Motivated by the latter type of application, in this paper we describe the implementation of an ONN using VO2 based phase encoded logic (PeL). PeL with VO2 devices has been recently proposed (Avedillo et al., 2020) by the authors. It uses the phase to encode information in logic circuits and its basic building block is a VO2 oscillator which performs a weighted sum of inputs to evaluate its output phase. So we propose to use it to build an ONN. It overcomes some limitations of previously reported VO2 ONNs (Corti et al., 2018, 2020).

Materials and Methods

Background

ONNs With VO2 Oscillators

Figure 1 shows the ONN proposed in Corti et al. (2018, 2020), and the VO2 oscillator used as neuron. The resistances implement the synapses among neurons.

FIGURE 1
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Figure 1. Oscillatory hopfield neural network (OHNN) and VO2 oscillator used as neuron.

Under no electrical stimuli VO2 tends to stabilize in the insulating state. When the applied voltage increases and so the current density that flows through it reaches a critical current density, JC–IMT, insulator to metal transition (IMT) occurs. When the voltage decreases and so the current density reduces below JC–MIT, the metal to insulator transition (MIT) takes place, transitioning from the metallic to the insulating state. Electrical parameters of its model, are summarized in Table 1. VIMT and VMIT are the voltages at which the IMT and MIT transition occur, respectively. RINS and RMET are the resistances in the insulating and metallic state. Since MIT and IMT transitions are abrupt but not instantaneous, transition times (TTIMT and TTMIT) are also included. The I-V characteristic of such device is depicted in Figure 2A. The VO2 device has been simulated with a behavioral model as described in Maffezzoni et al. (2015). As expected, in the insulating operating zone the slope is significantly flat, which indicates that the resistance value is very high. On the other hand, in the metallic state, the slope of the I-V curve is clearly steeper, thus implying that the resistance is lower.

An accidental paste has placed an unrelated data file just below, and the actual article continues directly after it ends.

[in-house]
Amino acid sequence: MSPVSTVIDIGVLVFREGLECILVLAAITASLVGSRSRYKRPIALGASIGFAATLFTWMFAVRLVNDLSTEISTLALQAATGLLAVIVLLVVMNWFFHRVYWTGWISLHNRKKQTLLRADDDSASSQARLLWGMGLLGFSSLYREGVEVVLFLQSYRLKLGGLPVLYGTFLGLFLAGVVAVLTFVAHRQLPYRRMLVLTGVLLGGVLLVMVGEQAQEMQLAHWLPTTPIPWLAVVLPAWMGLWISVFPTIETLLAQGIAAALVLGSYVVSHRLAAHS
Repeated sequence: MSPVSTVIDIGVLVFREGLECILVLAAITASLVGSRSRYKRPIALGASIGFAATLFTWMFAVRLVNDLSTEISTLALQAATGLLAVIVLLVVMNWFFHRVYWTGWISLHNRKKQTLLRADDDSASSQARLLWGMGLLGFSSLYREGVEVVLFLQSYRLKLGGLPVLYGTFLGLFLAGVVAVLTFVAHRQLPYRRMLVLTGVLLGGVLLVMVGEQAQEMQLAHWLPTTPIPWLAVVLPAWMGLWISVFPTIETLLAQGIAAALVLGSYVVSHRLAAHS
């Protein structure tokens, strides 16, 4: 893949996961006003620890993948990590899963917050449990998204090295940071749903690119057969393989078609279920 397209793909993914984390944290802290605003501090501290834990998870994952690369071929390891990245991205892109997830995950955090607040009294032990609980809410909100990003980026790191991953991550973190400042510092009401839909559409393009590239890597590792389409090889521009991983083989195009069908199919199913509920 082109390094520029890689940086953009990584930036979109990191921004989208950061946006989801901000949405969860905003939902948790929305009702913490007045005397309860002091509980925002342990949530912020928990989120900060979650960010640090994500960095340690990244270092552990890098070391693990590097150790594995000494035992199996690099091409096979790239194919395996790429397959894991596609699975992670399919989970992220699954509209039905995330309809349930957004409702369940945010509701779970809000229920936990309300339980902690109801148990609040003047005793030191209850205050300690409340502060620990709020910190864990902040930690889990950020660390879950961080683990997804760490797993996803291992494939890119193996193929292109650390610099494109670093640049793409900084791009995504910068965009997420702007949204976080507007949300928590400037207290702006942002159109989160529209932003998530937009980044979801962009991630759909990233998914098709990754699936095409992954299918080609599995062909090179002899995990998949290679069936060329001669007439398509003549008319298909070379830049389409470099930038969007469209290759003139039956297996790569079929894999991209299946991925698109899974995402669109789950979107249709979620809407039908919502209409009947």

TABLE 1
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Table 1. Vanadium dioxide (VO2) electrical parameters.

FIGURE 2
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Figure 2. (A) I-V curve of the VO2 device reported in Corti et al. (2018, 2020). (B) Simulated waveform of the output of a VO2 oscillator.